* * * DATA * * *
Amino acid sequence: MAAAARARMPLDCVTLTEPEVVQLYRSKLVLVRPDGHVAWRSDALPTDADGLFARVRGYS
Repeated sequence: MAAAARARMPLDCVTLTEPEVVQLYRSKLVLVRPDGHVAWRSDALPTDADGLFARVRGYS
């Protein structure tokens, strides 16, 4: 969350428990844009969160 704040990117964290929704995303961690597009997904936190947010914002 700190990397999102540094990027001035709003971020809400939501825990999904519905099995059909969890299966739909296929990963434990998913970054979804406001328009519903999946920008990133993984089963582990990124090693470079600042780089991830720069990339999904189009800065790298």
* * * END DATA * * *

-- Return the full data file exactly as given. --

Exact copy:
Amino acid sequence: MAAAARARMPLDCVTLTEPEVVQLYRSKLVLVRPDGHVAWRSDALPTDADGLFARVRGYS
Repeated sequence: MAAAARARMPLDCVTLTEPEVVQLYRSKLVLVRPDGHVAWRSDALPTDADGLFARVRGYS
């Protein structure tokens, strides 16, 4: 969350428990844009969160 704040990117964290929704995303961690597009997904936190947010914002 700190990397999102540094990027001035709003971020809400939501825990999904519905099995059909969890299966739909296929990963434990998913970054979804406001328009519903999946920008990133993984089963582990990124090693470079600042780089991830720069990339999904189009800065790298």